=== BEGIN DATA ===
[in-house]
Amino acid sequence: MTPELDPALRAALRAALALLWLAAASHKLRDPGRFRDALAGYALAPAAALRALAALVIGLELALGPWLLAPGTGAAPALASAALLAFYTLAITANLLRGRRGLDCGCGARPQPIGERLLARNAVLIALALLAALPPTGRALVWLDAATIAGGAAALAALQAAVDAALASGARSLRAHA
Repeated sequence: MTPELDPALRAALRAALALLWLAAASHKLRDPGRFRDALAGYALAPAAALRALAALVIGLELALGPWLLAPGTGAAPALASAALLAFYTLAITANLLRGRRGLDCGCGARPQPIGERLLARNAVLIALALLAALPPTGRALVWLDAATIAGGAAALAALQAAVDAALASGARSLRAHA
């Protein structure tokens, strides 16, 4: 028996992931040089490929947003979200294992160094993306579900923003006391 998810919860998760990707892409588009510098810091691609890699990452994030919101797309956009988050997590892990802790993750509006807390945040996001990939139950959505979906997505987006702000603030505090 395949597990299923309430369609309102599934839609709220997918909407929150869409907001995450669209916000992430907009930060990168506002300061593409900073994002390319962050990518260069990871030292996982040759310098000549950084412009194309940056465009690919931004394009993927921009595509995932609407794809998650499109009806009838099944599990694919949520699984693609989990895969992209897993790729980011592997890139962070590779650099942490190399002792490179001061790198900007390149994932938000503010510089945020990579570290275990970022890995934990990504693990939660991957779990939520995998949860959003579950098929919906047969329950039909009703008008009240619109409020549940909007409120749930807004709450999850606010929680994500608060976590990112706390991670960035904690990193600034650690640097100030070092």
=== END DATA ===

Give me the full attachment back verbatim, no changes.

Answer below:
[in-house]
Amino acid sequence: MTPELDPALRAALRAALALLWLAAASHKLRDPGRFRDALAGYALAPAAALRALAALVIGLELALGPWLLAPGTGAAPALASAALLAFYTLAITANLLRGRRGLDCGCGARPQPIGERLLARNAVLIALALLAALPPTGRALVWLDAATIAGGAAALAALQAAVDAALASGARSLRAHA
Repeated sequence: MTPELDPALRAALRAALALLWLAAASHKLRDPGRFRDALAGYALAPAAALRALAALVIGLELALGPWLLAPGTGAAPALASAALLAFYTLAITANLLRGRRGLDCGCGARPQPIGERLLARNAVLIALALLAALPPTGRALVWLDAATIAGGAAALAALQAAVDAALASGARSLRAHA
């Protein structure tokens, strides 16, 4: 028996992931040089490929947003979200294992160094993306579900923003006391 998810919860998760990707892409588009510098810091691609890699990452994030919101797309956009988050997590892990802790993750509006807390945040996001990939139950959505979906997505987006702000603030505090 395949597990299923309430369609309102599934839609709220997918909407929150869409907001995450669209916000992430907009930060990168506002300061593409900073994002390319962050990518260069990871030292996982040759310098000549950084412009194309940056465009690919931004394009993927921009595509995932609407794809998650499109009806009838099944599990694919949520699984693609989990895969992209897993790729980011592997890139962070590779650099942490190399002792490179001061790198900007390149994932938000503010510089945020990579570290275990970022890995934990990504693990939660991957779990939520995998949860959003579950098929919906047969329950039909009703008008009240619109409020549940909007409120749930807004709450999850606010929680994500608060976590990112706390991670960035904690990193600034650690640097100030070092």